International Olympic Committee (IOC) President Jacques Rogge made the announcement today following a secret vote by the committee as it met in Singapore.
The cheering during the live television broadcast of the announcement came from crowds of London supporters in Singapore and in the British capital.
The contest to host the 2012 Olympic Games sparked great public interest in Europe and North America as it pitted five of the northern hemisphere’s best-known cities against one another. The other contestants were Paris, New York, Moscow, and Madrid.
In the run-up to today’s announcement, leaders and prominent figures from all five countries had lobbied hard to convince the IOC to choose their city.
British Prime Minister Tony Blair spent two days in Singapore meeting IOC members before returning to host the G-8 summit opening today in Gleneagles, Scotland. He said before the decision was announced that London would be the best choice.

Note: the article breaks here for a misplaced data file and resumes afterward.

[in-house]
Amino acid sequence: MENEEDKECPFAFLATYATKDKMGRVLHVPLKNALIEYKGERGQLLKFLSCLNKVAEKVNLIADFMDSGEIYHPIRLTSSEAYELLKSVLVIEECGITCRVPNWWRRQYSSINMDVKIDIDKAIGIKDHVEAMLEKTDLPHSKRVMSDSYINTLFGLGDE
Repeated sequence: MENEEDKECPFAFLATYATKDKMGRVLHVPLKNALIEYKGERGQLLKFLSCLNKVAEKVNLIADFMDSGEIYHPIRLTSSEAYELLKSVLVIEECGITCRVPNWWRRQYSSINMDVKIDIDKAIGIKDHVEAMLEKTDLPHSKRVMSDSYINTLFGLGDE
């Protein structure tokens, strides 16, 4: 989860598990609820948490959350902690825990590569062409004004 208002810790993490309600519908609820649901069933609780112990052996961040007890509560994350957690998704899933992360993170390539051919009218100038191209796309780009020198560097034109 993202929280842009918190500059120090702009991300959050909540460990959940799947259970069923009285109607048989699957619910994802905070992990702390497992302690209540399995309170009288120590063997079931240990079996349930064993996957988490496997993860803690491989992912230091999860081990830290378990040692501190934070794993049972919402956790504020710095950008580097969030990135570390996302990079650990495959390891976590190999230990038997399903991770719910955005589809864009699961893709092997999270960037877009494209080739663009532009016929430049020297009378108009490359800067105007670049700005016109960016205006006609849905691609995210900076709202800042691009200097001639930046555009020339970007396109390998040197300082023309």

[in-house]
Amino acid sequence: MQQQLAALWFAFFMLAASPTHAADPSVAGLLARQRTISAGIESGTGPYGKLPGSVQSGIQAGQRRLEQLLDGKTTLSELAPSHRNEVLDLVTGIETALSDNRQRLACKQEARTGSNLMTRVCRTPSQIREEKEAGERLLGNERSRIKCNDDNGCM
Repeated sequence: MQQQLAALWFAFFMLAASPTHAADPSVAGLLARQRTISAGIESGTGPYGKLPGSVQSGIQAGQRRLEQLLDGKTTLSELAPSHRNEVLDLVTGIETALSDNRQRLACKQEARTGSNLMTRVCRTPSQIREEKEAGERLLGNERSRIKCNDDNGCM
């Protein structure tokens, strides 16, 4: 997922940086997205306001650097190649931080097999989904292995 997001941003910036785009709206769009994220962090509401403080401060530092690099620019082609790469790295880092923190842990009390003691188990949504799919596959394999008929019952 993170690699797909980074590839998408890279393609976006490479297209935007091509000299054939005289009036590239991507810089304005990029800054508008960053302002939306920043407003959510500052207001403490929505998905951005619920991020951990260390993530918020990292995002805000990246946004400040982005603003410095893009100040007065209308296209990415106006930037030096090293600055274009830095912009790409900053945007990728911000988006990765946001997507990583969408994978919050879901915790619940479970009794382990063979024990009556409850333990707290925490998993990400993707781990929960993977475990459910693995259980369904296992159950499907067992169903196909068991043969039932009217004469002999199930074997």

"It is a unique honor to act as host city. I also understand it is an honor which comes with a great responsibility and which requires the highest levels of cooperation with the IOC. My promise to you is that we will be your very best partners," Blair said.
French President Jacques Chirac, too, stopped personally in Singapore.
New York and Madrid were just as determined to get the games. The New York City delegation in Singapore included U.S. Former First Lady Hillary Clinton, who is now a senator from New York state.
Prior to the final announcement, the International Olympic Committee itself gave no hint as to which city would be chosen.
Instead, International Olympic Committee President Jacques Rogge stressed the difficulty of selecting between such strong candidates.
He also said he believed interest was so high in hosting the 2012 Games because the Olympics are currently enjoying great public appeal.
"The IOC and the Olympic movement are currently enjoying a favorable situation thanks to the appeal and success of the games, thanks to the values that we defend, and thanks to the great financial resources that we are able to redistribute," Rogge said.
The Olympic Games not only bring thousands of sports fans to the winning city as customers for local businesses. They also spur infrastructure improvements in transportation and other areas that can far outlast the games themselves.